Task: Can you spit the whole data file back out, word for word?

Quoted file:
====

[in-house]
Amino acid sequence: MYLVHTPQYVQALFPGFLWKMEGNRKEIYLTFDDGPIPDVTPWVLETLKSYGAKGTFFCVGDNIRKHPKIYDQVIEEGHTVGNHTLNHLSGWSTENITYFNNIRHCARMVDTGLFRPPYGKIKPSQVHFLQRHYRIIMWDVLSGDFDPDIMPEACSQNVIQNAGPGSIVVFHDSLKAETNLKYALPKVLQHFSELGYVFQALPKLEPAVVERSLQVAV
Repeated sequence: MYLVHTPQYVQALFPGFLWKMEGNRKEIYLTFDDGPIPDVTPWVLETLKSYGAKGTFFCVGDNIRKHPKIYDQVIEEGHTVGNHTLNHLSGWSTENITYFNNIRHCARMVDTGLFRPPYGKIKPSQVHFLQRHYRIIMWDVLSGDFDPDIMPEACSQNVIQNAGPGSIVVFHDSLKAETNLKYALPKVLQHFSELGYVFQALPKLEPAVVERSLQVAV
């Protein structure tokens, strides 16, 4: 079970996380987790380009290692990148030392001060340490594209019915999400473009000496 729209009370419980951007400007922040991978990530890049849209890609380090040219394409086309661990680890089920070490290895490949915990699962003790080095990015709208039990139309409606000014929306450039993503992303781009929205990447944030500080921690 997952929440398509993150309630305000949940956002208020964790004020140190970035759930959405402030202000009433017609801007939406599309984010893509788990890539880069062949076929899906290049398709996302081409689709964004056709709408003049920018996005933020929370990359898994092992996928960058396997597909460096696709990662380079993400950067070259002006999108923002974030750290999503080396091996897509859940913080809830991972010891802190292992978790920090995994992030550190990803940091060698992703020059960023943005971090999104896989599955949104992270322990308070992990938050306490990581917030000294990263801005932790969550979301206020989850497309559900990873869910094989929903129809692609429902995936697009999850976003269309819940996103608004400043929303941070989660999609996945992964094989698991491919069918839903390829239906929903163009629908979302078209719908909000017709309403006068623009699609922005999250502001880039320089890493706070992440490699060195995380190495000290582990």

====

[in-house]
Amino acid sequence: MYLVHTPQYVQALFPGFLWKMEGNRKEIYLTFDDGPIPDVTPWVLETLKSYGAKGTFFCVGDNIRKHPKIYDQVIEEGHTVGNHTLNHLSGWSTENITYFNNIRHCARMVDTGLFRPPYGKIKPSQVHFLQRHYRIIMWDVLSGDFDPDIMPEACSQNVIQNAGPGSIVVFHDSLKAETNLKYALPKVLQHFSELGYVFQALPKLEPAVVERSLQVAV
Repeated sequence: MYLVHTPQYVQALFPGFLWKMEGNRKEIYLTFDDGPIPDVTPWVLETLKSYGAKGTFFCVGDNIRKHPKIYDQVIEEGHTVGNHTLNHLSGWSTENITYFNNIRHCARMVDTGLFRPPYGKIKPSQVHFLQRHYRIIMWDVLSGDFDPDIMPEACSQNVIQNAGPGSIVVFHDSLKAETNLKYALPKVLQHFSELGYVFQALPKLEPAVVERSLQVAV
């Protein structure tokens, strides 16, 4: 079970996380987790380009290692990148030392001060340490594209019915999400473009000496 729209009370419980951007400007922040991978990530890049849209890609380090040219394409086309661990680890089920070490290895490949915990699962003790080095990015709208039990139309409606000014929306450039993503992303781009929205990447944030500080921690 997952929440398509993150309630305000949940956002208020964790004020140190970035759930959405402030202000009433017609801007939406599309984010893509788990890539880069062949076929899906290049398709996302081409689709964004056709709408003049920018996005933020929370990359898994092992996928960058396997597909460096696709990662380079993400950067070259002006999108923002974030750290999503080396091996897509859940913080809830991972010891802190292992978790920090995994992030550190990803940091060698992703020059960023943005971090999104896989599955949104992270322990308070992990938050306490990581917030000294990263801005932790969550979301206020989850497309559900990873869910094989929903129809692609429902995936697009999850976003269309819940996103608004400043929303941070989660999609996945992964094989698991491919069918839903390829239906929903163009629908979302078209719908909000017709309403006068623009699609922005999250502001880039320089890493706070992440490699060195995380190495000290582990």